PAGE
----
It harkened back to the time of WAP websites, an era when responsive design was just a dream. For what is positioned as the gateway for over a billion potential new internet users, it felt surprisingly barebones, and not exactly the best looking means of trying to get first-time Internet users online. Nonetheless, it was functional and did more than enough to let users know what to expect from the host of sites are available for the magic price of free.
Getting to these sites was another thing altogether. Tapping on a site took fairly long amount of time before it opened, loading slowly at 2G speeds. The sites themselves look much like their mobile equivalents, exactly what you'd expect. Trying it out on a feature phone resulted in some unexpected errors, which we were told had to do with the phone not having the right font set required to display webpages.
On trying to browse outside the cozy confines of the free sites, we were greeted with a message prompting us to purchase a data pack or venture forth on the existing plan the phone was equipped with.
A mixed bag of sites
As for the sites that promise free data usage, news, health and social welfare made up the biggest categories, so your need for news and malaria prevention are taken care of. Most of the categories available make a lot of sense, be it search (via Bing) or Sports (ESPN Cricinfo). What's interesting though are the choices of some of the sites themselves. For instance, there's no presence of e-commerce sites, barring Olx and Cleartrip. There is no Flipkart, Amazon, or MakeMyTrip. These may not be sites visited by the intended audience but how many people using Internet.org will buy air tickets from Cleartrip?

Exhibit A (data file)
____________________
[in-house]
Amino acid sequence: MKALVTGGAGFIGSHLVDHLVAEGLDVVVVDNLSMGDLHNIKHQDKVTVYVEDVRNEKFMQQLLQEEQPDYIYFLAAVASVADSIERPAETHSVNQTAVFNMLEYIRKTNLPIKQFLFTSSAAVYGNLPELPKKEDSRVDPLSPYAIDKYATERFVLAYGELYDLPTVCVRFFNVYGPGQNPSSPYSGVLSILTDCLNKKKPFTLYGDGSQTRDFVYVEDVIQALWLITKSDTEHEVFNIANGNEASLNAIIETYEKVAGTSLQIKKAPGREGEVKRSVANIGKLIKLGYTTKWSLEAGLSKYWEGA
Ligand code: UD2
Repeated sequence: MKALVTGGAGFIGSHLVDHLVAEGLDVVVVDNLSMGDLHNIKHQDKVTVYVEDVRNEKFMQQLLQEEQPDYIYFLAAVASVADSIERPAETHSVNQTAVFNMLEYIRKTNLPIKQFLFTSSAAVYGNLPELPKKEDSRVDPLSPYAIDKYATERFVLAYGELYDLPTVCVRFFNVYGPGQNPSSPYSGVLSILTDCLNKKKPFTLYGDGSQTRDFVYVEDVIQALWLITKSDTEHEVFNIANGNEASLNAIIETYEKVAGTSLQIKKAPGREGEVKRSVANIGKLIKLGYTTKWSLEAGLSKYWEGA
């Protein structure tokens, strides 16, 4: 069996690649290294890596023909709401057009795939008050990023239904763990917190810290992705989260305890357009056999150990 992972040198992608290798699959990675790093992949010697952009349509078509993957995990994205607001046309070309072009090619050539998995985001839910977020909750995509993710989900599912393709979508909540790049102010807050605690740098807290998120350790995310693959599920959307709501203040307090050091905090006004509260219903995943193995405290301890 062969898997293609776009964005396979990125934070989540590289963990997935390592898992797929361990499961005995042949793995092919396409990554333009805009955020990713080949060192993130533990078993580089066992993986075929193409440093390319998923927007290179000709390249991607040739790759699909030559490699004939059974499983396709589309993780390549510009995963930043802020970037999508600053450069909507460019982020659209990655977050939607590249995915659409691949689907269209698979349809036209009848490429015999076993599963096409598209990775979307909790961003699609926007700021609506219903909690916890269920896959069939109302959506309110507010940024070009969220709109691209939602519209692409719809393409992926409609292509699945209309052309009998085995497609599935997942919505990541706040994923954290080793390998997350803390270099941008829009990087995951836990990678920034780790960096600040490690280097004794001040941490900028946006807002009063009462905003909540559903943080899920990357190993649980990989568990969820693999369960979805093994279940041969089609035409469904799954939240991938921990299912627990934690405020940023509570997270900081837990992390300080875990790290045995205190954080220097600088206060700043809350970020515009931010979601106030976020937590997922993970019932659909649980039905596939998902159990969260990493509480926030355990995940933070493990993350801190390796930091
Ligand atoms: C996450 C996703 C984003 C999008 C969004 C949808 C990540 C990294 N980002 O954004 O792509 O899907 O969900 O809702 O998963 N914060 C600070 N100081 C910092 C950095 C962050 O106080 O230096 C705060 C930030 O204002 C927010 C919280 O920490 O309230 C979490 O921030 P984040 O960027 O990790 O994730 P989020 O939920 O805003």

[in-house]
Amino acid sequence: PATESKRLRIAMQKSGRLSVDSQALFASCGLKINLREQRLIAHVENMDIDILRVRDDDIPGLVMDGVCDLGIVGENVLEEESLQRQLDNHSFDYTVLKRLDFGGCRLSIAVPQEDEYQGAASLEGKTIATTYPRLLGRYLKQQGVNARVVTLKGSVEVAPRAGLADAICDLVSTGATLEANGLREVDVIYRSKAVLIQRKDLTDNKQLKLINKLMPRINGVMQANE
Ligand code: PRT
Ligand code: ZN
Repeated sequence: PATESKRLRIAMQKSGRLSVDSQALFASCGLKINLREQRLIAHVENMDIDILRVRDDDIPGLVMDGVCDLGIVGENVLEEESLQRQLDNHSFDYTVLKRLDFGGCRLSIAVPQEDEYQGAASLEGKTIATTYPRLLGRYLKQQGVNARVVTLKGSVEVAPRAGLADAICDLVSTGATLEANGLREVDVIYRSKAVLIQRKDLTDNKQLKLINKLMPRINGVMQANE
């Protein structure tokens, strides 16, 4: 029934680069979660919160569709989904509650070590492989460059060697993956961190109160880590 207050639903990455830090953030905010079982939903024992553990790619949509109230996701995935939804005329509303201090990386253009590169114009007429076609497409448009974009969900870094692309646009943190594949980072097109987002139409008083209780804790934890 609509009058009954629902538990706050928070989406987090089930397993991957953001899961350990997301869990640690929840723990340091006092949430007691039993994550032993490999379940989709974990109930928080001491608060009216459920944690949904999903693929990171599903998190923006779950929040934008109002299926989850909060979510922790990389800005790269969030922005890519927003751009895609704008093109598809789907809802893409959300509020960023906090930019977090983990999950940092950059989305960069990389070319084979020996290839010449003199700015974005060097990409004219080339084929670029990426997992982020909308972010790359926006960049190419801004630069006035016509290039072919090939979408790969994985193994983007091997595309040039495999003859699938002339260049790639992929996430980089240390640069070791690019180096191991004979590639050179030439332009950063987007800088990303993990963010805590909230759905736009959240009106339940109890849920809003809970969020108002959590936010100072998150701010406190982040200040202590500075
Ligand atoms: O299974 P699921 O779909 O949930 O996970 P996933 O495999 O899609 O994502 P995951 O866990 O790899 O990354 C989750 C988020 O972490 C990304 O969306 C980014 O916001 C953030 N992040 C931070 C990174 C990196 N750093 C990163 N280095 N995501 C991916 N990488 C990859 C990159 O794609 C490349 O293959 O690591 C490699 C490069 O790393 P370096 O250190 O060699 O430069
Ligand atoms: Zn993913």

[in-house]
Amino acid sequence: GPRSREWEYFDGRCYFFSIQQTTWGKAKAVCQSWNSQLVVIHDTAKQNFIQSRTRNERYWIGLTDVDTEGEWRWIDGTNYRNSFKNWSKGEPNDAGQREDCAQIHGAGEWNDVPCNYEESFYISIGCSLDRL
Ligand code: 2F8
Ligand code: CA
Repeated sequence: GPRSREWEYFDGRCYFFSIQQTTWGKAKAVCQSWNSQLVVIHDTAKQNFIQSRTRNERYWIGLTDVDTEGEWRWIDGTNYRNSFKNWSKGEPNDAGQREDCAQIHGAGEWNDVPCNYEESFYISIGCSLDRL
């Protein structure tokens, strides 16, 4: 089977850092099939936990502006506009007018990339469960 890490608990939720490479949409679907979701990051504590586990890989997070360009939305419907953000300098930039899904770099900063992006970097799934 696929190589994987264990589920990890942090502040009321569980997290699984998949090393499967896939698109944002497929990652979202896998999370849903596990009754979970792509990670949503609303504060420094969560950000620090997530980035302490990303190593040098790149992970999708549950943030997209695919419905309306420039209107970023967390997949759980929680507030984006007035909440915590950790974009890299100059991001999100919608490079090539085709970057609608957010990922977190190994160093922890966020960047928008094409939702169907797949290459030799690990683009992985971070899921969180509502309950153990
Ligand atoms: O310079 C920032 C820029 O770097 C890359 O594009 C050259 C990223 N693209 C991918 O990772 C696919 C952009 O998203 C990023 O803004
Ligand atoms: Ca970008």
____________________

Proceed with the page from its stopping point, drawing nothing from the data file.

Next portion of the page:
Internet.org has also apparently deemed that the next billion accessing the Web don't need email, and can use Facebook Messenger instead. While Facebook claims to be all for net neutrality, it's the selection of services on display that make its claims questionable.
"I think that the principles of net neutrality are around pro-access. And the principles of Internet.org are pro-access as well," says Chris Daniels, Vice-President of Internet.org at Facebook. "The thing that we're trying to do is bring access to many more people through Internet.org. So I see that the philosophies of this and net neutrality are entirely aligned." Daniels does not agree when we say that there is a conflict here, as Facebook is essentially restricting access by offering only specific services for free.
"I don't see the conflict there actually, the net neutrality discussion today really focusses on the people who are already online," Daniels says. "And what it needs is to also do is be inclusive of the people who are not online. So bringing more people online we view as pro-access, right in line with the principles of net neutrality as well."
With Internet.org rolling out today in seven circles, and both Reliance and Facebook also keeping mum on key issues such as which parties are paying for the bandwidth.
The privilege of power brokers
In the past, Facebook has tied up with other operators such as Airtel to bring Facebook for free via 0.facebook.com. Facebook has also tied up with Airtel in regions of Africa, but for India, the company's placed its bet on Reliance.
"When Mark [Zuckerberg] was here in October we met with the team at Reliance," says Daniels, "and we found that we shared the same vision, we shared the same passion, not about just bringing people connectivity, but more importantly bringing the benefits in people's lives that connectivity can deliver."
This move puts Reliance in a very enviable position of a powerbroker for a host of Internet-driven businesses and violates net neutrality and "pro-access" that Facebook apparently believes in. Given that the people usually gravitate towards anything free - even at expense of user experience and functionality in most cases such as this - we doubt that many would complain.
For Internet.org to truly become as transformative as Facebook claims or wants, it needs to include a much wider selection of sites, and include access to its competitors. For now, its goals are not clear - for example, we asked Daniels what happens after a number of people are on-board. Is the goal to transform them into paying Internet users who access the open Web? He however stresses that the goal right now is simply to bring people access to useful content, and that these questions will be answered over time.